I've been eating cashews for years with no problem, though it's possible that here I have encountered more cashews that are unroasted or have higher urushiol levels for other reasons. It's hard to pinpoint this though because I suspect that there is a 2-3 day delay between when I eat the cashews and when I get the hives. Rena had a bunch of cashews that she shared with me when we left Nyota on Tuesday morning, and they definitely weren't fully roasted, maybe not at all. I even snacked on a few of the remaining goodies as late as Thursday afternoon. I may have these hives for a few days.
Last time I got hives I started taking the prednisone right away, which also cleared up my rash. This time though, my rash isn't nearly as widespread and I didn't want to suppress my immune system shortly before extensive airline travel. Instead I've been taking Benadryl every 4-6 hours, which does have a noticeable effect on the hives. They move around though and seem to regroup in new places between doses. I've got them on my face and ears now too, though I think it looks like I just have bad skin so I'm hoping they don't try to quarantine me when I go through customs or something. I'll take an extra Benadryl just in case.
Thursday, August 13, 2009
I've got my ipod charged and two books to read (In Defense of Food and A Primate's Memoir). My path home is far, far less arduous than last year, and I'm optimistic that my luggage will arrive with me (unlike last year) since I only have one connection. I'm also leaving a huge amount of stuff in Ukenzagapia at the University or my friend's house, including several books that I just don't want to keep hauling back and forth.
I think I did what could be done in my first field season and I'm looking forward to going back. But most immediately, I'm looking forward to going home :-)
Monday, August 10, 2009
We had our field assistants over for a good old American dinner of
fried chicken, mashed potatoes, bread with butter, tortillas, refried
beans, and guacamole with coconut rice for desert (hey, we did the
best we could with what we had to work with). It was a hit.
Everyone finally left around 10 pm, and that's when we really started
packing. I pulled out my big backpack for the first time in several
weeks to stuff some dirty clothes in the bottom. Lo and behold, what
did I see but a bit of a yellow write in the rain notebook sticking
out from under the lining! MY MISSING NOTEBOOK! I wasn't sure whether
to laugh or cry. We went back and re-collected nearly all of the data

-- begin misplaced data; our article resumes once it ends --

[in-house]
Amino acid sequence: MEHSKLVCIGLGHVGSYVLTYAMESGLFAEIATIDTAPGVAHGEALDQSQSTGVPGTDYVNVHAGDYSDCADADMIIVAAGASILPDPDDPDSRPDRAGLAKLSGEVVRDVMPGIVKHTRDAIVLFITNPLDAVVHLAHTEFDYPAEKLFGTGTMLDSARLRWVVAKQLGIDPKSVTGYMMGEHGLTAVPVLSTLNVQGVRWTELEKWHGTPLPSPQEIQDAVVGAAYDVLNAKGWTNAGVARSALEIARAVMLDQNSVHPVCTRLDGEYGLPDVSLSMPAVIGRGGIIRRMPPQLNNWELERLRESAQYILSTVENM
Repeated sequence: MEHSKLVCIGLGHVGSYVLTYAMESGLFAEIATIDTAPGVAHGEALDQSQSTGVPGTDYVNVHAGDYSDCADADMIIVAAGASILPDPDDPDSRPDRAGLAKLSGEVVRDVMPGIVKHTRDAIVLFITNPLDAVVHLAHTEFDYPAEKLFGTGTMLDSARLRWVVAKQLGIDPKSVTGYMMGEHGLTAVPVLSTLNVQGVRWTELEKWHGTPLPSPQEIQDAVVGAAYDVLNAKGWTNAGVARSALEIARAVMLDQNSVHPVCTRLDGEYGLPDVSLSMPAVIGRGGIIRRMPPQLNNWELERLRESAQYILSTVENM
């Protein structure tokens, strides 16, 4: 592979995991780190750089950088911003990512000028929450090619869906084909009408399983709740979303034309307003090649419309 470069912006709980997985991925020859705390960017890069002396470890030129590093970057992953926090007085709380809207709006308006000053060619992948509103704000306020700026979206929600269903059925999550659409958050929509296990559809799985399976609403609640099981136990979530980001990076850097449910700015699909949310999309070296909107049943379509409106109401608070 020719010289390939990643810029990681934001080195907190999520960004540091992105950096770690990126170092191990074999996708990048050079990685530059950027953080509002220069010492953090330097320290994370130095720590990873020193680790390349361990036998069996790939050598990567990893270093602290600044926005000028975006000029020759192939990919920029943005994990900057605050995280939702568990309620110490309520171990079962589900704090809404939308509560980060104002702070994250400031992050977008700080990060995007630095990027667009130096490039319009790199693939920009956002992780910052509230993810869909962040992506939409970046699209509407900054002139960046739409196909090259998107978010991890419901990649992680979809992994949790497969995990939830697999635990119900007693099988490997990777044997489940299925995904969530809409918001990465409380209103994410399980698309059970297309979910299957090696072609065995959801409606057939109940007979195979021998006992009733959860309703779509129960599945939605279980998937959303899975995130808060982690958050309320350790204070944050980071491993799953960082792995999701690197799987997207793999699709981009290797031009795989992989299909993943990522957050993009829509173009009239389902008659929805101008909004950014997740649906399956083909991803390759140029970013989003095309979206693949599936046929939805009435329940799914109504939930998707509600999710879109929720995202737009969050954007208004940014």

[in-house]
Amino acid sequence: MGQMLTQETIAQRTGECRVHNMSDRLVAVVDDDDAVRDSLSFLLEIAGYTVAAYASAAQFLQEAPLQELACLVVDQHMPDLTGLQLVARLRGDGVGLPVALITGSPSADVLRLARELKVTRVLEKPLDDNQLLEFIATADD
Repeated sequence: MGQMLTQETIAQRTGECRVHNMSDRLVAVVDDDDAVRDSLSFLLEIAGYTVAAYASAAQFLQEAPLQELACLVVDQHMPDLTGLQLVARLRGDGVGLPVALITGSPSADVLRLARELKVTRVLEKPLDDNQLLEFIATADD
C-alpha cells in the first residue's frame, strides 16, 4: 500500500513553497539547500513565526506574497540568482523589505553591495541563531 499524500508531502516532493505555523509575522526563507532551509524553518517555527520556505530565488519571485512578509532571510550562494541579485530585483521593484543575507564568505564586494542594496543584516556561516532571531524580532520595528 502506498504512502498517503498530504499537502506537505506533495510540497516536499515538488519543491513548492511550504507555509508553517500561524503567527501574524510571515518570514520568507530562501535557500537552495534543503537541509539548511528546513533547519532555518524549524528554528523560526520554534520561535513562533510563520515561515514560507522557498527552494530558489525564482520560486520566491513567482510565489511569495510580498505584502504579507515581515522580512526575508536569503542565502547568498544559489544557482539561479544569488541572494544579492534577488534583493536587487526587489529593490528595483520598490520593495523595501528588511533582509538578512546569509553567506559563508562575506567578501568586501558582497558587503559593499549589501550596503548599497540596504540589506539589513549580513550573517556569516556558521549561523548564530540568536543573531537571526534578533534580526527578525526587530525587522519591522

in that notebook, much to my field assistants' dismay, not to mention
my own. It is a relief but frustrating at the same time that I found
it just hours before leaving.
Losing my notebook did have one positive outcome: I went back to all
of my sites and collected another piece of data in addition to re-
collecting the original data. I doubt I would've collected the new
data for all of the sites if I hadn't had to return for the other
data. The new data I collected led to the aforementioned insight into
the system that contradicts current literature. So, it wasn't all for
I'm sad to be leaving Nyota, and it hasn't really sunk in just how
soon I'm going to be home. Most of the things that were initially
uncomfortable here have become normal and routine: bucket baths every
day, riding on the back of a motorbike, being stared at wherever I go,
going to bed and waking up early, eating chapatis and hard boiled eggs
every day for lunch, always being ready for the possibility of losing
water or electricity, and combating poison tree rash by avoidance and
regular use of IvyBlock.
I'm starting to fall asleep as I type so I'd better just end this now.
Perhaps I'll write more thoughts later once I'm in the city.
Thursday, August 6, 2009
chance to fulfill various social obligations such as dinners with
people. This last week also coincides with a visiting colleague of
Rena, a visit from my Ukenzagapian advisor/contact (Dr. K), and a
whole bunch of interesting students staying at Nyota. I've got several
things to blog about but I think my days and nights are booked from
now until I leave Nyota on Tuesday morning, so blogging may be light.
I hope (think?) Sunday will be my last day in the field and then on
Monday Rena and I are cooking American food for our field assistants.
I'm going to be back in the city, and then back in the U.S. in a week!
Monday, August 3, 2009
Unfortunately it's the only one I've got. I've totally lost count of
the number of places where it has broken (it's at least 8). Metal
measuring tapes suck.
My boots are tired too.
As is my rain jacket. The stuff that keeps it waterproof is all gone
from the upper back and shoulders, which is probably where I need it
I don't think my boots or rain jacket are coming home with me. I've
had them both for about 7 years. Is that a respectable amount of time?
They've been all over the world with me. If I leave them here, they
might get 7 more.
Saturday, August 1, 2009
trepidation. This is something I've finally realized about myself.
Admitting your problem is the first step, right?
This unfortunate tendency of mine manifests itself in all sorts of
situations. I do it at the grocery store if something I was planning
to buy seems too expensive, then I change my mind about what to cook.
I do it in the field, walking through brambles. On second thought
maybe I shouldn't go this way after all. On paper, I'm going to record
10 kinds of data. In the field I think oh crap, how am I ever going to
do all of that? So I hesitate and think maybe I can do without some of
that information. I second-guess my decision to do whatever it was I
was going to do. I'm the kind of person who can spend more time
thinking about the best way to do something than it would take to
actually do it. This is a problem.
I think this is part of what I was trying to get at with my post about
needing to be more of a badass. I just need to keep my head down and
power through (that's for you, Jon). At least more often than I do now.